The finding comes from a follow-up test by DisplayMate President Dr. Raymond Soneira, who conducted an in-depth analysis of the new iPad's Retina Display earlier this week, and claims in an e-mail to AppleInsider that a mathematical charge rate model may be the cause of false on-screen battery indicator readings.
Soneira's findings have not been corroborated and thus may not reflect all third-generation iPads, though it seems that the problem is not hardware related and instead has to do with the device's programmed charge rate.
In his investigation, Soneira found that the iPad continued to draw 10 watts of electricity for two hours after indicating 100% charge, then began to reduce power for an additional ten minutes until a precipitous decline in power draw signaled the termination of the charging cycle.
Soneira offers this explanation:
The charge indicator on all mobile devices is based on a mathematical model of the charge rates, discharge rates, and recent discharge history of the battery. It uses this information to estimate how much running time is left. It's actually rather difficult to do because most batteries degrade slowly as they discharge and then tend to surprise with a precipitous decline near the end.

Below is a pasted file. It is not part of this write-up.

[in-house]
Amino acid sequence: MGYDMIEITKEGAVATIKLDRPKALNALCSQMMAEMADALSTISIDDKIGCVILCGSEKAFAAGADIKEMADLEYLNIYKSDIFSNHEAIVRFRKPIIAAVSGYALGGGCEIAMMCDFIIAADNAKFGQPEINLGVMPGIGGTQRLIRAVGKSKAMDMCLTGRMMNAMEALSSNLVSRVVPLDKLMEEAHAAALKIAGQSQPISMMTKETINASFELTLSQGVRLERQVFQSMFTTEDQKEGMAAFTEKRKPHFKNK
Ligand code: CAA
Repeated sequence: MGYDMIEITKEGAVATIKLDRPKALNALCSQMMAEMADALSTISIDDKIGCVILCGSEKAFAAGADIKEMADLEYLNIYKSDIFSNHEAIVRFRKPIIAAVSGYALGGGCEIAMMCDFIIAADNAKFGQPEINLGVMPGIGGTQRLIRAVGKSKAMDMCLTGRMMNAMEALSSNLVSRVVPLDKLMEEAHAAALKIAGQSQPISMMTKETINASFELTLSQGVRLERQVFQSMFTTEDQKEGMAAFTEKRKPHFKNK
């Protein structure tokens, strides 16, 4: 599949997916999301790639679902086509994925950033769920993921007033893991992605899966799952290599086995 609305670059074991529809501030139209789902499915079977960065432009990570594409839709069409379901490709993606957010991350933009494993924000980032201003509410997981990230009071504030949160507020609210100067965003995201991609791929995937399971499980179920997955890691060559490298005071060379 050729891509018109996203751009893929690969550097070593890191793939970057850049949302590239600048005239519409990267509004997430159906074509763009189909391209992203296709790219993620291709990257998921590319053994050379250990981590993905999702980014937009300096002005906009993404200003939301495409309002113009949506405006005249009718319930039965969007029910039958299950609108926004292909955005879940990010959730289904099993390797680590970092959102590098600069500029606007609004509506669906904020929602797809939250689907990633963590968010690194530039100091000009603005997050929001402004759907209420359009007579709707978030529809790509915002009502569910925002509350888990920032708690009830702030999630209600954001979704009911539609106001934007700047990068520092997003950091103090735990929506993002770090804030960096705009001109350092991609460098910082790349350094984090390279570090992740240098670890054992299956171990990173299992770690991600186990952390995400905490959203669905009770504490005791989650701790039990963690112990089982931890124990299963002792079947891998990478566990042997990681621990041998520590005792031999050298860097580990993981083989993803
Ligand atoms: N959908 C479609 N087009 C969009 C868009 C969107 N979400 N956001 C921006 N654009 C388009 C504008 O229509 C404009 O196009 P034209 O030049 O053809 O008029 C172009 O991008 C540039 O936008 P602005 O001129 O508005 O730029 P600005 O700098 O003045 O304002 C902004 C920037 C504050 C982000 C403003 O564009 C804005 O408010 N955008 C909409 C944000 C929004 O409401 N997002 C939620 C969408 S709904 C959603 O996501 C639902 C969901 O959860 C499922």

He goes on to say that there may be a fault in the battery charge mathematical model in the new iPad as the indicator should not read 100% until it's power draw switches from 10 watts to a trickle charge of about 1 watt.
Apple claims the Wi-Fi version (left) can browse the web for 10 hours, while the 4G model (right) can get 9 hours on a cell network. | Source: Apple
It is unclear whether the iPad's battery level indicator shows an inaccurate level throughout the entire charging process or if the issue is limited to the final stages directly before the power management chip initiates a trickle charge.
While Apple boasts that in spite of its power hungry components like the high-resolution Retina Display and A5X processor, the third-generation iPad's battery life is similar to that of the iPad 2. These claims are no doubt based on a fully charged unit, and the newly-discovered indicator issue could confuse some customers into thinking their device is not performing up to advertised standards.